Front Page Titles (by Subject) Social Sciences and Values - Literature of Liberty, January/March 1978, vol. 1, No. 1
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Social Sciences and Values - Leonard P. Liggio, Literature of Liberty, January/March 1978, vol. 1, No. 1 
Literature of Liberty: A Review of Contemporary Liberal Thought was published first by the Cato Institute (1978-1979) and later by the Institute for Humane Studies (1980-1982) under the editorial direction of Leonard P. Liggio.
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Social Sciences and Values
“Leo Strauss: A Bibliography and Memorial, 1899–1973.” Interpretation: A Journal of Political Philosophy (Holland), 5 (1975); 133–147.
Leo Strauss's achievements in political philosophy are imposing and difficult to exaggerate. In numerous books, articles, and reviews he explored the key moral and political concepts of both ancient and modern thinkers.
Strauss sharply criticized the moral aridity in the modern social sciences, especially political science. He insistently pointed out that in a quest for behavioristic and value-free scientific validity, these disciplines ignored human concerns of good, evil, and value. His whole lifework focused on the normative dimensions of moral and political philosophy. He opposed relativistic historicism and advocated a return to a deeper study of natural right theory in his book Natural Right and History (1953) and in his “Natural Law” article in the International Encyclopedia of the Social Sciences (1968). A good introduction to Strauss's chief themes and deeply moral approach to ideas appears in his volume What is Political Philosophy (1959).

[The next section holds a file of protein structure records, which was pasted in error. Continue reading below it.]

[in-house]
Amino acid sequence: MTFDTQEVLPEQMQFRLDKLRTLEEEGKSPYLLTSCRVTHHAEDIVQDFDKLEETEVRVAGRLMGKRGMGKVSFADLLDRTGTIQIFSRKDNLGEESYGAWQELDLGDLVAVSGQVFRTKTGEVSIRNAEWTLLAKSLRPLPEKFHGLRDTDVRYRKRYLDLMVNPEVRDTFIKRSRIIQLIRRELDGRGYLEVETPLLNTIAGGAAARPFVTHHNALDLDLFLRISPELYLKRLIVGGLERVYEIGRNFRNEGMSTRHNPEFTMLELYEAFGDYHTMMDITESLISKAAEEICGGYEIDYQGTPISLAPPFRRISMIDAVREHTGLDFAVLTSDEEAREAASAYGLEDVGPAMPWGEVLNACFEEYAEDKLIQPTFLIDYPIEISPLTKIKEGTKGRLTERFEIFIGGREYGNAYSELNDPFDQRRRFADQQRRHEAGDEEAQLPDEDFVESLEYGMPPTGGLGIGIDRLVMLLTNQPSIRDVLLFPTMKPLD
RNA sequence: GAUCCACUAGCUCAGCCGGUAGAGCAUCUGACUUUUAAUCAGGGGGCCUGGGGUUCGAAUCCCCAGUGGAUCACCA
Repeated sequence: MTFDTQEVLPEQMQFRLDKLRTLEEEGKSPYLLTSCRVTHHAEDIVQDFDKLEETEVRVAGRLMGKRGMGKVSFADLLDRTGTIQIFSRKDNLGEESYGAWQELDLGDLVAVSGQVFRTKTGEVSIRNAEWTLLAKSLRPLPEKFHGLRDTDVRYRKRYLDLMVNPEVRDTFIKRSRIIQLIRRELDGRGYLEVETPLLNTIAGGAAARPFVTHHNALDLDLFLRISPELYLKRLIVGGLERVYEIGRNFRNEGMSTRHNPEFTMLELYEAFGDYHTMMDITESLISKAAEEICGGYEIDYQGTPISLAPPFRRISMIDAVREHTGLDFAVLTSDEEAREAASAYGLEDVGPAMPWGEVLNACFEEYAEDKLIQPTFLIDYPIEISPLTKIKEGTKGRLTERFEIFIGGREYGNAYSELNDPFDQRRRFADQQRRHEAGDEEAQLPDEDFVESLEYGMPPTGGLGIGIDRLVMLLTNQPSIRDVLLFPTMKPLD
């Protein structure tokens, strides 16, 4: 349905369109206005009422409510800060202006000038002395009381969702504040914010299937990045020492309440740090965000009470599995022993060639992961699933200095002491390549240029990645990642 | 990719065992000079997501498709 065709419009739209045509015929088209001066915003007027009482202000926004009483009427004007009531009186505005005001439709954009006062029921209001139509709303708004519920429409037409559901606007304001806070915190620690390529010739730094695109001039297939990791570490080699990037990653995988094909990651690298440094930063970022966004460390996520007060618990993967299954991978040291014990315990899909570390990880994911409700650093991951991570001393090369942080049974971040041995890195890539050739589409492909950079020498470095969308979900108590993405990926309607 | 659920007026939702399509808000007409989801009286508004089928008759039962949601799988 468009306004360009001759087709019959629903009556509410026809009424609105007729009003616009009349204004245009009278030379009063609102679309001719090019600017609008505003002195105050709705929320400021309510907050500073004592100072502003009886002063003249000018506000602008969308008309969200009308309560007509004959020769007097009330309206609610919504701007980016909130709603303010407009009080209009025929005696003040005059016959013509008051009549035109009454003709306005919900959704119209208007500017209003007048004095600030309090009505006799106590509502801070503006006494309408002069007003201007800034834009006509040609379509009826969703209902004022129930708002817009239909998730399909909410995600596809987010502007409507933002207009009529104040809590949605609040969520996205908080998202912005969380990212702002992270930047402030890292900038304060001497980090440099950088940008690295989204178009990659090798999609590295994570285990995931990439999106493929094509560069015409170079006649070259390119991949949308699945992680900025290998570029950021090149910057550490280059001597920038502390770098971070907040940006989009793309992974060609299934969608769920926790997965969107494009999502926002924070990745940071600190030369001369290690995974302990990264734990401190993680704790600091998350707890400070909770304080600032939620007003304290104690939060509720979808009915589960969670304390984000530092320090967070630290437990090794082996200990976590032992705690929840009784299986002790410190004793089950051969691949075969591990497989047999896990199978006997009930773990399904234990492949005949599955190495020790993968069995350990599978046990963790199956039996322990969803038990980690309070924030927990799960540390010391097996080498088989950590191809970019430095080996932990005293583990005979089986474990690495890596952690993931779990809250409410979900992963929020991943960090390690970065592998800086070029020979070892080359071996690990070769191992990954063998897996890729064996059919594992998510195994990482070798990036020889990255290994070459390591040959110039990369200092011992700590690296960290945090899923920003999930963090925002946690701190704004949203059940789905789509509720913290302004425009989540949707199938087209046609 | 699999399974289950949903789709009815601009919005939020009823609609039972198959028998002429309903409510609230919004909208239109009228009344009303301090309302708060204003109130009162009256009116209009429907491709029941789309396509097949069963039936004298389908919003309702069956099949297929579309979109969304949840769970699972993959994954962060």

His scholarly career advanced our understanding of a wide range of authors including Socrates, Plato, Xenophon, Aristotle, Thucydides, Lucretius, Moses Maimonides, Marsilius of Padua, Hobbes, Spinoza, Machiavelli, and Locke. Between 1930 (Die Religionskritik Spinozas) and 1958 (Thoughts on Machiavelli) his books centered on the moderns. From 1964 until his death in 1973 his scholarship concentrated on the ancient classics and included such studies as The City and Man in 1964 (analyses of the political philosophy of Plato, Aristotle, and Thucydides); Socrates and Aristophanes (1966); Liberalism Ancient and Modern (1968), including a detailed essay on Lucretius and a reprint of a review article on E. A. Havelock, The Liberal Temper in Greek Politics; and Xenophon's Socrates (1972), a study of Xenophon's Memorabilia of Socrates. A posthumous work published in 1975, The Argument and Action of Plato's Laws, rounded out his detailed explication of Plato whom he also dealt with in a chapter of his credited useful volume, History of Political Philosophy (second edition, 1972).
Strauss also advanced a controversial but stimulating thesis in Persecution and the Art of Writing (1952) on the relation of political-cultural freedom to the degree of candor and directness displayed by various authors. Socially and politically oppressive epochs often compel skillful, independent thinkers to practice a stylistically indirect “secret writing” to communicate their politically or religiously unorthodox views. Such persecuted authors demanded careful interpretation to unravel their writings and inner thoughts.
Strauss taught and practiced the virtue of moderation by insisting on the relevance of ancient wisdom to modernity. He balanced the importance of the here and now with the universal and timeless, and he supplemented mere scientific fact with value-laden and humanistic concerns. Throughout his scholarship he also demonstrated the demanding art of “careful reading” and detailed explication of ancient and modern texts. His scholarly virtues and insights have stamped many minds with his intellectual integrity.